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Liberalism and Social Control: The New Class' Will to Power
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Kevin A. Carson


Twentieth century liberalism, as an ideology of social control, goes back to the Progressive movement in this counry and Fabianism in Britain. Its primary base of support was the New Class of social engineers, planners, technocrats and "helping professionals" who saw themselves as divinely appointed to manage the lower orders for their own good. Although the term "New Class" was coined by Milovan Djilas to describe the bureaucratic collectivism of communist society, it is well suited for the ruling class under welfare state liberalism. Orwell's description of this class is as good as any.

The new aristocracy was made up for the most part of bureaucrats, scientists, technicians, trade-union organizers, publicity experts, sociologists, teachers, journalists, and professional politicians. These people, whose origins lay in the salaried middle class and the upper grades of the working class, had been shaped and brought together by the barren world of monopoly industry and centralized government.

Walter Lippmann described the phenomenon from a much friendlier perspective in Public Opinion:

The Great Society had grown furiously and to colossal dimensions by the application of technical knowledge. It was made by engineers who had learned to use exact measurements and quantitative analysis. It could not be governed, men began to discover, by men who thought deductively about rights and wrongs. It could be brought under human control only by the technic which had created it. Gradually, then, the more enlightened directing minds have called in experts who were trained, or had trained themselves, to make parts of this Great Society intelligible to those who manage it. These men are known by all kinds of names, as statisticians, accountants, auditors, industrial counsellors, engineers of many species, scientific managers, personnel administrators, research men, "scientists," and sometimes just as plain private secretaries [pp. 233-234].

The central theme of this new class ideology, as Joel Spring put it [Education and the Rise of the Corporate State p. xiii], was that "the good society meant the efficiently organized society that was producing the maximum amount of goods"--and the most efficient social institutions for this purpose were "[l]arge organizational units and centralized government." The ordinary person was "viewed as a raw material whose worth was determined by his contribution to the system."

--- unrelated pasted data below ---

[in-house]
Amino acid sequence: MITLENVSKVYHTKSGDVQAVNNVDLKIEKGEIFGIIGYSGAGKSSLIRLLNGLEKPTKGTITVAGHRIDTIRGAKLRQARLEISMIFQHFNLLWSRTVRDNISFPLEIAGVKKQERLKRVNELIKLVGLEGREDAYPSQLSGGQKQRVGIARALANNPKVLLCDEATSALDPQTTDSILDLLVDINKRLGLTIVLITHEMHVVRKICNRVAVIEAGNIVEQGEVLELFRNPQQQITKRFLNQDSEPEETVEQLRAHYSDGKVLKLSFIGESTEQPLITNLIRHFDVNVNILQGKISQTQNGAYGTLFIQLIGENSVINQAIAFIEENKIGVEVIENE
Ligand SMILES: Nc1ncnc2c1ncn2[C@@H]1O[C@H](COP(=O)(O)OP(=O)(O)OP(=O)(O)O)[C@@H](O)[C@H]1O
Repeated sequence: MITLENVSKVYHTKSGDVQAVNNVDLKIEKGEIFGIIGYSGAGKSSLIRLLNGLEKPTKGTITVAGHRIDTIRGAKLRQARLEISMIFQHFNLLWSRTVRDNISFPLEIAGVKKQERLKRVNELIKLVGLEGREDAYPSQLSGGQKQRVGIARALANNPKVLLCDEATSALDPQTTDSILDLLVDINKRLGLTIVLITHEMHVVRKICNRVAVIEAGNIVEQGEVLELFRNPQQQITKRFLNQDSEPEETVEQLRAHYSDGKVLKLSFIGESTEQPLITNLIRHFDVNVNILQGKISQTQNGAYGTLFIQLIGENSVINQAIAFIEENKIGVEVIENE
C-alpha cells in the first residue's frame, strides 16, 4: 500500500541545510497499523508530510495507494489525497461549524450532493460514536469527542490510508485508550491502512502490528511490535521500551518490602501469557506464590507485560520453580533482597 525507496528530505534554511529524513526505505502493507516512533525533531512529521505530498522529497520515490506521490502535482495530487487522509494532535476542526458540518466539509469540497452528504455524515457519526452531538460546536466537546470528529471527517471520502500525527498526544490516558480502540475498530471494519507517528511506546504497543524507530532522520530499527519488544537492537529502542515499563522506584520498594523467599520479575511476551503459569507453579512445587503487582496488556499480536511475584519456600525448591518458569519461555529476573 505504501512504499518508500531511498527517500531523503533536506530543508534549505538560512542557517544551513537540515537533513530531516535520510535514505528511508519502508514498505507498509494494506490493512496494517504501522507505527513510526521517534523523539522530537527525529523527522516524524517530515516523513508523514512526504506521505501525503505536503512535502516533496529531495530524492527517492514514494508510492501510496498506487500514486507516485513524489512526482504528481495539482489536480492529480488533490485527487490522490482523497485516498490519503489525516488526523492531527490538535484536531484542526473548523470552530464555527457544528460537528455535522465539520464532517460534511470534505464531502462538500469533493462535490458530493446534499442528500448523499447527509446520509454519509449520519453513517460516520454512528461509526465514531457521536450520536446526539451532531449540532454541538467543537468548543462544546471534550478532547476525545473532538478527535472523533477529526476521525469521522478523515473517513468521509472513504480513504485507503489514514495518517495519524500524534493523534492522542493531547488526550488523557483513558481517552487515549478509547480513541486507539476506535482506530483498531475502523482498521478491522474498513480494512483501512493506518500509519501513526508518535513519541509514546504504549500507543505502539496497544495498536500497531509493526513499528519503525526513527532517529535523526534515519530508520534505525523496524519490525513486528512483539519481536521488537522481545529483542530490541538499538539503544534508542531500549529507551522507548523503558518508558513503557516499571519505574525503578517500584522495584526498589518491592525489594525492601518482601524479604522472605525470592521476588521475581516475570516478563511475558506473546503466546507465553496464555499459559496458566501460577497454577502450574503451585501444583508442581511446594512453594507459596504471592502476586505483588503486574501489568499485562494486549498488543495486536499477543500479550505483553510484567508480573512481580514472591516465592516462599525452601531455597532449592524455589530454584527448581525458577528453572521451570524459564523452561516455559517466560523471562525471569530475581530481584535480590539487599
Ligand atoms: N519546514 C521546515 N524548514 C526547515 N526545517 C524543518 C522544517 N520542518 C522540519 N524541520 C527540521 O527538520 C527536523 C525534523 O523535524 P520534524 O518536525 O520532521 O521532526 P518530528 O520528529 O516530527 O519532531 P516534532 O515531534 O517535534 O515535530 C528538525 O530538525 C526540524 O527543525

Christopher Lasch, a left-wing populist who sounded at times suspiciously like a social conservative, defined the New Class ideology in terms of the ethos of "professionalism." The Jeffersonian ideal of the independent yeoman farmer or tradesman--a well-rounded citizen capable of competently handling all issues that affected his daily life--was, in the view of the Progressives, obsolete. Instead, every aspect of life was to be "professionalized," handed over to a class of "experts" protected from interference by the lower orders [Revolt of the Elites; The Culture of Narcissism; The True and Only Heaven]. This was unabashedly argued in The Promise of American Life by Herbert Croly, who sought to obtain "Jeffersonian ends with Hamiltonian means." In this progressive manifesto, he praised "experts" and "intellectuals" in almost messianic terms.

Barton Bledstein admirably described this fetish [The Culture of Professionalism: The Middle Class and the Development of Higher Education in America, in Boyte]:

The citizen became a client whose obligation was to trust the professional. Legitimate authority now resided in special places like the courtroom, the classroom, and the hospital; and it resided in special words shared only by experts.

John McKnight, in a speech to the 1976 retreat of the Brainerd, Minn. Community Planning Organization ["Are the Helping Systems Doing More Harm Than Good?" in Boyte pp. 173-174], described the ways the "helping professions" infantilize ordinary citizens.

When the capacity to define the problem becomes a professional prerogative, citizens no longer exist. The prerogative removes the citizen as problem definer, much less problem solver. It translates political functions into technical and technological problems.

It is important to remember that the New Class' dream of professional control of the population did not arise in a vacuum. Liberal social engineering was not the only alternative to exploitation by robber barons. The working class in the nineteenth century had its own culture and institutions, and was attempting to build a society in which workers themselves controlled all the things that affected their daily lives. Working class children in England sometimes attended "penny a week schools" taught by an aged or crippled worker; the artisan class contained a large proportion of self-educated people, some of them remarkably well-read in the political controversies of the time (many radical leaders were master tradesmen who found time to educate themselves during breaks in their work); friendly societies often subscribed in common to the radical press and met to read and debate [E. P. Thompson, Chapter Sixteen, "Class Consciousness," in The Making of the English Working Class].